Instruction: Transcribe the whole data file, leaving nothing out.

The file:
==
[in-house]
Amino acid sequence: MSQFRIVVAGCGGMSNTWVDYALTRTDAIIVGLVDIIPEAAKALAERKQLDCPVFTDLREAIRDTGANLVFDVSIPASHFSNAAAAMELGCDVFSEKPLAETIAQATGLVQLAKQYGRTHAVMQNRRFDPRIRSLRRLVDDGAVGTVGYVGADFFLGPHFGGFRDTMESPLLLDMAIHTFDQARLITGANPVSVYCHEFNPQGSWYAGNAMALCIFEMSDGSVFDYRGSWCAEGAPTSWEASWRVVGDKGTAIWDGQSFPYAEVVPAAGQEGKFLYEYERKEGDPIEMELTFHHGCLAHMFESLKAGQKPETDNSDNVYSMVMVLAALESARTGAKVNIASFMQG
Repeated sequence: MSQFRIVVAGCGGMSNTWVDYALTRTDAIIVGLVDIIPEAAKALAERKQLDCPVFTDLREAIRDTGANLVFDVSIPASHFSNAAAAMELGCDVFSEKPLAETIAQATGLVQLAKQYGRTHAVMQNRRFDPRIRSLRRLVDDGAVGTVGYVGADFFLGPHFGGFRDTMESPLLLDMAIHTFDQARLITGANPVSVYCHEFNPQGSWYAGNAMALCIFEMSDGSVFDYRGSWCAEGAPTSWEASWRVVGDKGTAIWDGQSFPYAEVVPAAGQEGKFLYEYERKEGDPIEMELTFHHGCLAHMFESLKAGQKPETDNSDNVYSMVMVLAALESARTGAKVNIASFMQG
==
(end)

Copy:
[in-house]
Amino acid sequence: MSQFRIVVAGCGGMSNTWVDYALTRTDAIIVGLVDIIPEAAKALAERKQLDCPVFTDLREAIRDTGANLVFDVSIPASHFSNAAAAMELGCDVFSEKPLAETIAQATGLVQLAKQYGRTHAVMQNRRFDPRIRSLRRLVDDGAVGTVGYVGADFFLGPHFGGFRDTMESPLLLDMAIHTFDQARLITGANPVSVYCHEFNPQGSWYAGNAMALCIFEMSDGSVFDYRGSWCAEGAPTSWEASWRVVGDKGTAIWDGQSFPYAEVVPAAGQEGKFLYEYERKEGDPIEMELTFHHGCLAHMFESLKAGQKPETDNSDNVYSMVMVLAALESARTGAKVNIASFMQG
Repeated sequence: MSQFRIVVAGCGGMSNTWVDYALTRTDAIIVGLVDIIPEAAKALAERKQLDCPVFTDLREAIRDTGANLVFDVSIPASHFSNAAAAMELGCDVFSEKPLAETIAQATGLVQLAKQYGRTHAVMQNRRFDPRIRSLRRLVDDGAVGTVGYVGADFFLGPHFGGFRDTMESPLLLDMAIHTFDQARLITGANPVSVYCHEFNPQGSWYAGNAMALCIFEMSDGSVFDYRGSWCAEGAPTSWEASWRVVGDKGTAIWDGQSFPYAEVVPAAGQEGKFLYEYERKEGDPIEMELTFHHGCLAHMFESLKAGQKPETDNSDNVYSMVMVLAALESARTGAKVNIASFMQG